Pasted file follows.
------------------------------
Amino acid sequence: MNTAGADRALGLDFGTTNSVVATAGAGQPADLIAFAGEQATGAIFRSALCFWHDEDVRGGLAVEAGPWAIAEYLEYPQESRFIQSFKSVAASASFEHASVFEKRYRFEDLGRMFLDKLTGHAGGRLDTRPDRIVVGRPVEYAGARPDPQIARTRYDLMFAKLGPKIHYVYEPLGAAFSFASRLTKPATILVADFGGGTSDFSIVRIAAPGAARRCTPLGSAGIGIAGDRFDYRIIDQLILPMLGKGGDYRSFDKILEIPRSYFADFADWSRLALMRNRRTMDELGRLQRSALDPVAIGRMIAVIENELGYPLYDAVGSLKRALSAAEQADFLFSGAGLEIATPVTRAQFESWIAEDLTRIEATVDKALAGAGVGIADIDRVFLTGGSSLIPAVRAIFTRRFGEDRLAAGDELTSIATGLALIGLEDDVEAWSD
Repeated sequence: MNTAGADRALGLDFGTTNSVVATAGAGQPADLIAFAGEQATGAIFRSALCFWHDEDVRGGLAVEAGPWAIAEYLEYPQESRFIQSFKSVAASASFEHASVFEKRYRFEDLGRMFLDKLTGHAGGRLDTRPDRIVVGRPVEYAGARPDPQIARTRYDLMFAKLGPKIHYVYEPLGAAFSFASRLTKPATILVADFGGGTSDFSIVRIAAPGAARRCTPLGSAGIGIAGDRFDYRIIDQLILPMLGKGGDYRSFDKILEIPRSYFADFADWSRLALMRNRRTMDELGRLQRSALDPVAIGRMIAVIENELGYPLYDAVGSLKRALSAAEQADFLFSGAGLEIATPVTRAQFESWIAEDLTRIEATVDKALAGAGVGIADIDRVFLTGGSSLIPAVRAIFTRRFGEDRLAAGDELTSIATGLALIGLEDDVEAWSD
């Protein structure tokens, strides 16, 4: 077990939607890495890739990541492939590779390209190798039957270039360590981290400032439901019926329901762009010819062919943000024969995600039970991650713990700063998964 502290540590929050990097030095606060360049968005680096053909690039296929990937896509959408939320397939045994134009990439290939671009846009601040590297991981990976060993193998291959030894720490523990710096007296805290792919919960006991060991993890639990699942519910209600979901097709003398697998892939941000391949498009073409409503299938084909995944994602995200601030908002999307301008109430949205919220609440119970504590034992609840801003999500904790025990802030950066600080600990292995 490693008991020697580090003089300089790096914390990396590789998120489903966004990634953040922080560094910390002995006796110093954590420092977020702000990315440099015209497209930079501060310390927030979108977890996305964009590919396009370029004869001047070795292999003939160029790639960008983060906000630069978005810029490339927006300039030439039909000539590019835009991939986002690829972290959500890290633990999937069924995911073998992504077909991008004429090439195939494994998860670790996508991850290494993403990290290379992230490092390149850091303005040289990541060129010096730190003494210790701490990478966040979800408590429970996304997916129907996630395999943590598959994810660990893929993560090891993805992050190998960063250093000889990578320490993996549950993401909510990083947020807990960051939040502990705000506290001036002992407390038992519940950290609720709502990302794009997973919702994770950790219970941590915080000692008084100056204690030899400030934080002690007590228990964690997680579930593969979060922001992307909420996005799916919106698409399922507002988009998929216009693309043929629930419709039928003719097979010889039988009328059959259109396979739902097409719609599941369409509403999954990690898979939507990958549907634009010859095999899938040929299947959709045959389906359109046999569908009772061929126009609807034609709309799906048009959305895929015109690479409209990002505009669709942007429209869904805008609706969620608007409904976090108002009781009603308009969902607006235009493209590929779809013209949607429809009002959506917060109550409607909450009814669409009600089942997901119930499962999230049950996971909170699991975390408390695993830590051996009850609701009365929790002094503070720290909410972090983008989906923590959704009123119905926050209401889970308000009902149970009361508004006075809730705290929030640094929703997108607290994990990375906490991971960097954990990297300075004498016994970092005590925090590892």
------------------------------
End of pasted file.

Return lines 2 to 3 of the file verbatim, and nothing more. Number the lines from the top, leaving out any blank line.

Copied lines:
Repeated sequence: MNTAGADRALGLDFGTTNSVVATAGAGQPADLIAFAGEQATGAIFRSALCFWHDEDVRGGLAVEAGPWAIAEYLEYPQESRFIQSFKSVAASASFEHASVFEKRYRFEDLGRMFLDKLTGHAGGRLDTRPDRIVVGRPVEYAGARPDPQIARTRYDLMFAKLGPKIHYVYEPLGAAFSFASRLTKPATILVADFGGGTSDFSIVRIAAPGAARRCTPLGSAGIGIAGDRFDYRIIDQLILPMLGKGGDYRSFDKILEIPRSYFADFADWSRLALMRNRRTMDELGRLQRSALDPVAIGRMIAVIENELGYPLYDAVGSLKRALSAAEQADFLFSGAGLEIATPVTRAQFESWIAEDLTRIEATVDKALAGAGVGIADIDRVFLTGGSSLIPAVRAIFTRRFGEDRLAAGDELTSIATGLALIGLEDDVEAWSD
């Protein structure tokens, strides 16, 4: 077990939607890495890739990541492939590779390209190798039957270039360590981290400032439901019926329901762009010819062919943000024969995600039970991650713990700063998964 502290540590929050990097030095606060360049968005680096053909690039296929990937896509959408939320397939045994134009990439290939671009846009601040590297991981990976060993193998291959030894720490523990710096007296805290792919919960006991060991993890639990699942519910209600979901097709003398697998892939941000391949498009073409409503299938084909995944994602995200601030908002999307301008109430949205919220609440119970504590034992609840801003999500904790025990802030950066600080600990292995 490693008991020697580090003089300089790096914390990396590789998120489903966004990634953040922080560094910390002995006796110093954590420092977020702000990315440099015209497209930079501060310390927030979108977890996305964009590919396009370029004869001047070795292999003939160029790639960008983060906000630069978005810029490339927006300039030439039909000539590019835009991939986002690829972290959500890290633990999937069924995911073998992504077909991008004429090439195939494994998860670790996508991850290494993403990290290379992230490092390149850091303005040289990541060129010096730190003494210790701490990478966040979800408590429970996304997916129907996630395999943590598959994810660990893929993560090891993805992050190998960063250093000889990578320490993996549950993401909510990083947020807990960051939040502990705000506290001036002992407390038992519940950290609720709502990302794009997973919702994770950790219970941590915080000692008084100056204690030899400030934080002690007590228990964690997680579930593969979060922001992307909420996005799916919106698409399922507002988009998929216009693309043929629930419709039928003719097979010889039988009328059959259109396979739902097409719609599941369409509403999954990690898979939507990958549907634009010859095999899938040929299947959709045959389906359109046999569908009772061929126009609807034609709309799906048009959305895929015109690479409209990002505009669709942007429209869904805008609706969620608007409904976090108002009781009603308009969902607006235009493209590929779809013209949607429809009002959506917060109550409607909450009814669409009600089942997901119930499962999230049950996971909170699991975390408390695993830590051996009850609701009365929790002094503070720290909410972090983008989906923590959704009123119905926050209401889970308000009902149970009361508004006075809730705290929030640094929703997108607290994990990375906490991971960097954990990297300075004498016994970092005590925090590892």